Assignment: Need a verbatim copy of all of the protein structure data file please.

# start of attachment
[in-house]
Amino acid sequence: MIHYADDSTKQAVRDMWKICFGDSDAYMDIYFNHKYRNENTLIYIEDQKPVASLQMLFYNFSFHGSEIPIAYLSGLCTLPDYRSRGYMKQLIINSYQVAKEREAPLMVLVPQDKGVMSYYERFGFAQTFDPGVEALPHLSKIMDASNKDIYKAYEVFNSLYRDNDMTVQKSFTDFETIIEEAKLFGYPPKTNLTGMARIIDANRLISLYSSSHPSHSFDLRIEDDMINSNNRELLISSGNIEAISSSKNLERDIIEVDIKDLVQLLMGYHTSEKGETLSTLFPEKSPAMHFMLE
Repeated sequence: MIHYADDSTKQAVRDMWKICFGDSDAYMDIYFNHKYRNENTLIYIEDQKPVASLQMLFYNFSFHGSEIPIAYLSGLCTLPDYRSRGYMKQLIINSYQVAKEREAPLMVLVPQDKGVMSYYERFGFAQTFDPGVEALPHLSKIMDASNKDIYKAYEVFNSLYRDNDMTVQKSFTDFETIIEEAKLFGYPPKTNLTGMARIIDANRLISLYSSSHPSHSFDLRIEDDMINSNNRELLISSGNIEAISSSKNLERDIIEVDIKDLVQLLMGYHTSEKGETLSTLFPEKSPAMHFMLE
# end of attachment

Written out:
[in-house]
Amino acid sequence: MIHYADDSTKQAVRDMWKICFGDSDAYMDIYFNHKYRNENTLIYIEDQKPVASLQMLFYNFSFHGSEIPIAYLSGLCTLPDYRSRGYMKQLIINSYQVAKEREAPLMVLVPQDKGVMSYYERFGFAQTFDPGVEALPHLSKIMDASNKDIYKAYEVFNSLYRDNDMTVQKSFTDFETIIEEAKLFGYPPKTNLTGMARIIDANRLISLYSSSHPSHSFDLRIEDDMINSNNRELLISSGNIEAISSSKNLERDIIEVDIKDLVQLLMGYHTSEKGETLSTLFPEKSPAMHFMLE
Repeated sequence: MIHYADDSTKQAVRDMWKICFGDSDAYMDIYFNHKYRNENTLIYIEDQKPVASLQMLFYNFSFHGSEIPIAYLSGLCTLPDYRSRGYMKQLIINSYQVAKEREAPLMVLVPQDKGVMSYYERFGFAQTFDPGVEALPHLSKIMDASNKDIYKAYEVFNSLYRDNDMTVQKSFTDFETIIEEAKLFGYPPKTNLTGMARIIDANRLISLYSSSHPSHSFDLRIEDDMINSNNRELLISSGNIEAISSSKNLERDIIEVDIKDLVQLLMGYHTSEKGETLSTLFPEKSPAMHFMLE